Every site on the web is different; no two are exactly alike despite if their topics are the same. Even if this is an obvious fact to some, it is still amazing how people sometimes tend to put all web sites in the same categories. Every site on the net serves different purposes. I'll examine the differences and similarities between how business-to-business (B2B) and business-to-consumer (B2C) websites deal with ethical, legal and regulatory issues.
The only similarity I can conclude is that both B2B and B2C websites can be found on the net and that's where the similarity ends. These sites serve different markets and are ruled by very different ethical, legal and regulatory systems of operation.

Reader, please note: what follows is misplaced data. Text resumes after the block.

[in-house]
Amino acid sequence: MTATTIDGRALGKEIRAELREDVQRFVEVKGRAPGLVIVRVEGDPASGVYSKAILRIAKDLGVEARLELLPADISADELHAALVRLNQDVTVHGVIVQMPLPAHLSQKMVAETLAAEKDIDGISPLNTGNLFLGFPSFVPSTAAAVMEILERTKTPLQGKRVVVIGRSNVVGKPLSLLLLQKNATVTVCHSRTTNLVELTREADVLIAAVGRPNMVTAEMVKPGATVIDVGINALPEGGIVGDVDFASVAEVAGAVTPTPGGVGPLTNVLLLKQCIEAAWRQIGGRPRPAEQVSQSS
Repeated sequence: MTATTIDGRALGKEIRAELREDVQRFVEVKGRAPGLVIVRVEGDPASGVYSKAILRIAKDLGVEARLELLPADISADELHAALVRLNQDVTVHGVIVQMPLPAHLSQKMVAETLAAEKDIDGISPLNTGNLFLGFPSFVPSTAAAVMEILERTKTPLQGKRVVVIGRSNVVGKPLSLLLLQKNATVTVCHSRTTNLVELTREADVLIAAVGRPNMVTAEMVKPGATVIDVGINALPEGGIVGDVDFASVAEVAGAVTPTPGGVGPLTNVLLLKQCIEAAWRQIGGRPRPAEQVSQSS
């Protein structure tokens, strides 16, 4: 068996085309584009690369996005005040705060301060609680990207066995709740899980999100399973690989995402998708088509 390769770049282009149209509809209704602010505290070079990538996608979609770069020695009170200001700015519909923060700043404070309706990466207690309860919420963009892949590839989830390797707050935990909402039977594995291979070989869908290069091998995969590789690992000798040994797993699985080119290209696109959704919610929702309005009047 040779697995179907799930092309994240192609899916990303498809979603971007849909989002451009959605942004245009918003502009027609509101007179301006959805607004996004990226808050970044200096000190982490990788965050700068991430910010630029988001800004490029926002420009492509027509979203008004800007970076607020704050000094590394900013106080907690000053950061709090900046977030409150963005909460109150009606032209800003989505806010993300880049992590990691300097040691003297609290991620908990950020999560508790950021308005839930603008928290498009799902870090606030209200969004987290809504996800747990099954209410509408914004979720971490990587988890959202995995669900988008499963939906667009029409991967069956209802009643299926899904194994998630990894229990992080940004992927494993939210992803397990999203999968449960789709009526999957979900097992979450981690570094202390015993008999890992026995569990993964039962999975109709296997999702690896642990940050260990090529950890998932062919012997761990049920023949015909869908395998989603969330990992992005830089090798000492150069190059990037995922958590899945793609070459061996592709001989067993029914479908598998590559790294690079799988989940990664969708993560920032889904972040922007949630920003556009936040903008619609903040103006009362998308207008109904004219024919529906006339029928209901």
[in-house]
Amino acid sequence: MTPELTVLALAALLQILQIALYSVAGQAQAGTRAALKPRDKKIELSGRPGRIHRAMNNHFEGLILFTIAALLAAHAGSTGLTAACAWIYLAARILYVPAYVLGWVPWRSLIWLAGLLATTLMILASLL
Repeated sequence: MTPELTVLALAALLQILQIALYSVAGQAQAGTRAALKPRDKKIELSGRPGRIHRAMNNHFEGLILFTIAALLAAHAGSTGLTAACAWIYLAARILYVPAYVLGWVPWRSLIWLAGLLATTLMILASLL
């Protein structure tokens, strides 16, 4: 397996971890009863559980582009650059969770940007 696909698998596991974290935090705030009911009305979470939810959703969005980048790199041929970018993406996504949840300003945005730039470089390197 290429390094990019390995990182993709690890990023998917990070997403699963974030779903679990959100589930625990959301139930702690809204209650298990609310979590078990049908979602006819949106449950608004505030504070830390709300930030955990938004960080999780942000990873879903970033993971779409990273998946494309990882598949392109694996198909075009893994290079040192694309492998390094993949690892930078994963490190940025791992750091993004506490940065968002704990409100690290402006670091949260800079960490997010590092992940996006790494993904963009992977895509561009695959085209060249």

The B2B markets are other businesses and not consumers. Business needs and methods of payments are going to be different. B2B sites are designed to connect businesses electronically (Comerford, 2001). They also bring competing firms together to build electronic exchanges -- which are software systems enabling buyers and sellers to purchase goods and services through use of industry-wide computer systems (Comerford, 2001).
B2B sites allow an increased efficiency between businesses and a better free market economy, leading to increased efficiency promotions (Comerford, 2001).
B2C websites cater to the consumer and generally sell consumer goods and services. These sites tend to be more colorful, with special features, such as highlighted texts, texts of several sizes and possibly moving images, all this to appeal to and attract consumers.
Contract formation is one issue the B2B websites face that their B2C counterparts do not. When it comes to contract formation in the "real world," two business associates get together, discuss the concept, sign contracts, probably shake one another's hands and move on. The contract is considered binding.
Contract formation on the net is trickier because it...